OWASP Code Sprint 2017 Mailing list

Project Ideas

OWASP ZAP

OWASP Zed Attack Proxy Project (ZAP) The OWASP Zed Attack Proxy (ZAP) is one of the world’s most popular free security tools and is actively maintained by hundreds of international volunteers. Previous GSoC students have implemented key parts of the ZAP core functionality and have been offered (and accepted) jobs based on their work on ZAP.

We have just included a few of the ideas we have here, for a more complete list see the issues on the ZAP bug tracker with the project label.

Field Enumeration

This would allow a user to iterate though a set of (user defined) characters in order to identify the ones that are filtered out and/or escaped.
The user should be able to define the character sets to test and will probably need to configure the success and failure conditions, as well as valid values for other fields in the form.
Expected Results
  • User able to specify a specific field to enumerate via the ZAP UI
  • A list of all valid characters to be returned from the sets of characters the user specifies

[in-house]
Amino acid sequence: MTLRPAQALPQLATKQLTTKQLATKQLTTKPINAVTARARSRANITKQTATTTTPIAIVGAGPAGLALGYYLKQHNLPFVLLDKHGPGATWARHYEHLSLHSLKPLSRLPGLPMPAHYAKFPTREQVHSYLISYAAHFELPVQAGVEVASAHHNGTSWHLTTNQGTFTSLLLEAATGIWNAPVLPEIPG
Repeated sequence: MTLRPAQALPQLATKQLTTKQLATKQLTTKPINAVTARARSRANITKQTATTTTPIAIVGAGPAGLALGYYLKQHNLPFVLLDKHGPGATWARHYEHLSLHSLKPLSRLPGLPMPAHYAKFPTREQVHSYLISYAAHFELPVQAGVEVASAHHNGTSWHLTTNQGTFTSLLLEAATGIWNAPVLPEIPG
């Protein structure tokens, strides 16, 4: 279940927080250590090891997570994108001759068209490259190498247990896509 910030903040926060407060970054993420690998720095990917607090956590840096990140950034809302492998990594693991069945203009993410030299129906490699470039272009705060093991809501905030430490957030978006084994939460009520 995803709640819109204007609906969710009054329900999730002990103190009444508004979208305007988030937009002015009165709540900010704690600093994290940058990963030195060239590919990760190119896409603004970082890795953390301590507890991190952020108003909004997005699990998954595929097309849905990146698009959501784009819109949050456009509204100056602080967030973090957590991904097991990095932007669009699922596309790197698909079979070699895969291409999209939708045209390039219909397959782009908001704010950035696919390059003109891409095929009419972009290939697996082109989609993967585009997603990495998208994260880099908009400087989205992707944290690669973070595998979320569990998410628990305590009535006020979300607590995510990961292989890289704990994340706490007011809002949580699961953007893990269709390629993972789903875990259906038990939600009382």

• Ability to configure a wide range of success and failure conditions to cope with as many possible situations as possible
  • Code that conforms to our Development Rules and Guidelines
Knowledge Prerequisite:
ZAP is written in Java, so a good knowledge of this language is recommended, as is knowledge of HTML. Some knowledge of application security would be useful, but not essential.
Mentors
Simon Bennetts @ and the rest of the ZAP Core Team

Scripting Code Completion

ZAP provides a very powerful scripting interface. Unfortunately to use it effectively is only really possible with a good knowledge of the ZAP internals. Adding code completion (eg using a project like https://github.com/bobbylight/AutoComplete) would significantly help users.
Expected Results
  • Code completion for all of the parameters for all available functions in the standard scripts
  • Implementations for JavaScript, JRuby and Jython
  • Helper classes with code completion for commonly required functionality
  • Code that conforms to our Development Rules and Guidelines
Knowledge Prerequisite: